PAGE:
Stepping in to mention that the Protestant church I grew up in (Episcopalian), we absolutely had the Eucharist every service. Hell, the only differences I ever noticed between my church and my uncle’s Catholic church was the extra bit at the end of the Lord’s Prayer, deemphasis of confession, and the ability of priests to marry and have children. Everything else seemed pretty much identical.

I can certainly accept that some denominations are closer to Catholicism than others. Arguably though, Episcopalianism/Anglicanism isn’t even Protestant, but more akin to Orthodoxy, which separated from Catholicism over primarily political issues, with doctrinal differences becoming more prominent later on.

Post
#1220044
Topic
Religion
Time

chyron8472 said:

RicOlie_2 said:

Not to mention that most Protestant denominations just don’t have that much to offer in comparison to the Catholic Church. They don’t have the Eucharist (or most of the other sacraments), the tradition, the depth of theology, the saints, or any number of the things that set the Church apart and make it so incredibly rich.

I’m not sure which denominations (if any) don’t have Communion, but mine certainly does. Whether it is bread and wine or unleavened cracker and grape juice, or if it uses intinction (dipping the bread into the wine) or not, or having individual breads/crackers and cups, is irrelevant. It’s the symbol that is important.

What I was referring to is the Catholic belief in transubstantiation. It’s not just a symbol. It is the physical presence of Christ himself, as testified to in Scripture (John 6, the Last Supper narratives) and the Fathers of the Church (including St. Ignatius of Antioch and Justin Martyr in the early-mid 1st century). Yet only the Catholic and Orthodox Churches have retained this belief.

And no, I don’t turn to or reference the saints in prayer. I pray to my Father, my Savior, and the Spirit. Jesus intercedes for me, and the Spirit empowers me. I don’t need additional intercessors. And, for another thing, God is omniscient; the saints are not, so I’m not sure how that works given the number of people here who simultaneously pray constantly.

I was referring more to the example and the writings of the saints than their intercession, to be clear. The saints may not be omniscient, but they are also in heaven, which means that they are not necessarily bound by time in the same way we are on earth.

if we boil down the Christian faith to what we all have in common, we’re not left with a whole lot of substance.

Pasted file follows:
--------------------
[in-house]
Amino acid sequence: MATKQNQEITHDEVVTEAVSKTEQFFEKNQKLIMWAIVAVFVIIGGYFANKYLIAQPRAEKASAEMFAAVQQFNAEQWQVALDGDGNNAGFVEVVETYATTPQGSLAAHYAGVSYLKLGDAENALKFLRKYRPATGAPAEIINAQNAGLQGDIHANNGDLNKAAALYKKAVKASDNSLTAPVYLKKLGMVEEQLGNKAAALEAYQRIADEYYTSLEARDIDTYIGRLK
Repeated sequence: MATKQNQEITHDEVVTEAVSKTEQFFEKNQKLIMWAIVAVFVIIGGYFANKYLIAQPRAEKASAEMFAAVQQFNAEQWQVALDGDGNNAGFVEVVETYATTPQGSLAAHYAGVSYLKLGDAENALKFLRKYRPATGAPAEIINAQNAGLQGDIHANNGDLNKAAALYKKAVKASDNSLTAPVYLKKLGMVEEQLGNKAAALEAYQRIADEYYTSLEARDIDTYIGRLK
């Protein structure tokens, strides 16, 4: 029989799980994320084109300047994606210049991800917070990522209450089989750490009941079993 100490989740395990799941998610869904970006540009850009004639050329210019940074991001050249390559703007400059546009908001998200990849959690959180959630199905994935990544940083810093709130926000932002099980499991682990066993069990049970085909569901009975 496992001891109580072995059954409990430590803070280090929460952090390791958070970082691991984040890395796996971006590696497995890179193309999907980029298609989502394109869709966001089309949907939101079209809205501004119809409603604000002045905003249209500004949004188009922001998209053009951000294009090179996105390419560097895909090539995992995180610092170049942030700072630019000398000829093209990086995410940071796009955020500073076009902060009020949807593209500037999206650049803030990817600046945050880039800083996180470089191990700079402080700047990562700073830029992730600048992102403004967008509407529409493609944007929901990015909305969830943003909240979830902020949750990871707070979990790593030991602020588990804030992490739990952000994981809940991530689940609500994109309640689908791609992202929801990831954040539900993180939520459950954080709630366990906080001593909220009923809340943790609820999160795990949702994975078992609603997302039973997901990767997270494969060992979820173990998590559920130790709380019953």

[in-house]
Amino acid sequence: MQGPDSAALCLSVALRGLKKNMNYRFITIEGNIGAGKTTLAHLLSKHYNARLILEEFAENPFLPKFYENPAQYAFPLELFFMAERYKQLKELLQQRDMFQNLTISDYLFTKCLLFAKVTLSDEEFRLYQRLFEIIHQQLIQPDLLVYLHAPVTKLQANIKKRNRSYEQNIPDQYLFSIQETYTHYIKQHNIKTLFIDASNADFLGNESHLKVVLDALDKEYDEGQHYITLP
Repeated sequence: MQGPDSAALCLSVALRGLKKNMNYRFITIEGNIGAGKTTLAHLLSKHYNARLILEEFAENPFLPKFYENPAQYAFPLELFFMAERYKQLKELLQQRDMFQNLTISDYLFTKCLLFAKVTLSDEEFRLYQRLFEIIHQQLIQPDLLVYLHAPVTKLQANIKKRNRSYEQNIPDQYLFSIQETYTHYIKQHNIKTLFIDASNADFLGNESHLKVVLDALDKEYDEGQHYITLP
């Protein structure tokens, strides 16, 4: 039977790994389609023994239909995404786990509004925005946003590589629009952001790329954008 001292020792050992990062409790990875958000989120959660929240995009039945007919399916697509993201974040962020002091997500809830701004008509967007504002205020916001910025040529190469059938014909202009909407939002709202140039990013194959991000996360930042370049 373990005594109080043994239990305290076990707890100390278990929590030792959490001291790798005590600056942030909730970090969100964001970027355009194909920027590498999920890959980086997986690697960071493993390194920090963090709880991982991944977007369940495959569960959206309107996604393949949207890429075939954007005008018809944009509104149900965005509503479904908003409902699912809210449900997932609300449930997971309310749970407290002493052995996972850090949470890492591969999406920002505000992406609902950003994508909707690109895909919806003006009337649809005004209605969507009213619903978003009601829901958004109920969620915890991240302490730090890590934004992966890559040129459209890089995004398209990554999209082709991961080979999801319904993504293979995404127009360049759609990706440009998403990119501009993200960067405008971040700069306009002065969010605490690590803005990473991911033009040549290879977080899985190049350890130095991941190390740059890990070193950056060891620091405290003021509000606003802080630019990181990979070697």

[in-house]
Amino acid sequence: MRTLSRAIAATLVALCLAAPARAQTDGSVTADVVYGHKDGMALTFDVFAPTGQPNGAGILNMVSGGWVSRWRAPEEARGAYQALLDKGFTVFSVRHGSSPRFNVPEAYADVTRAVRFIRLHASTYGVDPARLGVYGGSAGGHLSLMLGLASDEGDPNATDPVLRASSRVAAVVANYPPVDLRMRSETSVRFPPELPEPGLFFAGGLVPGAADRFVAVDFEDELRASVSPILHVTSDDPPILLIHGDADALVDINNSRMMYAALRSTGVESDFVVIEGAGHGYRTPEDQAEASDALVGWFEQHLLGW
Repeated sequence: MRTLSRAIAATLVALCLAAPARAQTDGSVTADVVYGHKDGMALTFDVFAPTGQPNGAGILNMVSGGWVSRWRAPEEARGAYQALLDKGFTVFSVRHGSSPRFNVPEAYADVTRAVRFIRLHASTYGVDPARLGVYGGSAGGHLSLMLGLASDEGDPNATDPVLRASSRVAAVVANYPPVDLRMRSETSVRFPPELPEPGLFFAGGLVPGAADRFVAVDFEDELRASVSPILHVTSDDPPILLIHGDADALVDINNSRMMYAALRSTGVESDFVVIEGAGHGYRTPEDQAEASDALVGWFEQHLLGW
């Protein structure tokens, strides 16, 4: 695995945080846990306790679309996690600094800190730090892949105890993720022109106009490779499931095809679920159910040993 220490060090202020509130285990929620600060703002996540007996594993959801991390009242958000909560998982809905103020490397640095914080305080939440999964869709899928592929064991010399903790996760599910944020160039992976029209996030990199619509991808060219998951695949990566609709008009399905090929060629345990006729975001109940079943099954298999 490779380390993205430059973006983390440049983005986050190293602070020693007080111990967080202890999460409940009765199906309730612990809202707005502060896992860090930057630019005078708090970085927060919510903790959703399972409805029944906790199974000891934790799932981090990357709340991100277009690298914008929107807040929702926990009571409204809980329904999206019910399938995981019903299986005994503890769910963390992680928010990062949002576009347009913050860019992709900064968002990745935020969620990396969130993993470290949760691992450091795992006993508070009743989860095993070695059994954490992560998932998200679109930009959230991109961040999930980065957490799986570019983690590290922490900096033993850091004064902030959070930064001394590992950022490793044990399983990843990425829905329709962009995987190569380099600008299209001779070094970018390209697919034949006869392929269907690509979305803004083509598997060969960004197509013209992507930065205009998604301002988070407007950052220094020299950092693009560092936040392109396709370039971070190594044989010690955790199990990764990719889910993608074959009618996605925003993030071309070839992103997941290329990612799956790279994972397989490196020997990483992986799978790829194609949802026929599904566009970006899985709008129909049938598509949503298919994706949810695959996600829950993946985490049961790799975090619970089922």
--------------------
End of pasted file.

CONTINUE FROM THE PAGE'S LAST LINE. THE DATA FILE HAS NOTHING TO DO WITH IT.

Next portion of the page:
What we’re left with is: We are imperfect, and sinful, and God is absolutely pure and holy. But God loves you. He loves you so much that He sacrificed His own child—His own self, on a Roman cross, as the penalty to redeem you from your our own sin and selfishness. We don’t deserve it, but it is given to us freely and all we need to do is accept His sacrifice and His forgiveness. Then the Spirit gives us power; and the Scripture, given power, is made clear as the Spirit reveals it to us. By that power, we are called to become more like Him, and to share the good news of His sacrifice to the world.

And that is really what is important.

If only we had that much in common. Jehovah’s Witnesses, for instance, do not believe that Jesus was truly God’s son. Armstrongists don’t believe in a divine Holy Spirit. Various Christians throughout history have rejected these beliefs as well. Scripture varies between Christians. Some early Christians rejected much of the New Testament as we know it. Different Orthodox Churches also have variations in their New Testament. The Scriptures do not seem to be made clear across denominations, as there are so many interpretations of it.

I agree with you that what you listed as core Christian doctrine is more important than, say, whether or not contraception is moral, or whether or not Jesus had two wills and two natures, or whether bishops are distinct from priests in more ways than just jurdically. I don’t think you can say that it’s the only thing that’s important though. Jesus gave many specific instructions and teachings, as did the apostles, that not all Christians accept today. Why would he bother to teach these things if they were simply not important?

Post
#1220019
Topic
Religion
Time

chyron8472 said:

RicOlie_2 said:

I’m in love with the Catholic faith and I think it’s important, which is why I want to share, though it might come across as aggressive.

I don’t really understand the “love for the Catholic faith” as opposed to just “the Christian faith”. To my mind, the whole point is to love God and love your neighbor, since the whole law and prophets hang on those two commandments. Doctrinal disagreements, in my opinion, are fairly minor in the grand scheme. To me, the different denominations are essentially separate parts of the Body of Christ. None is less important even if one does not understand the use of another (1 Corinthians 12).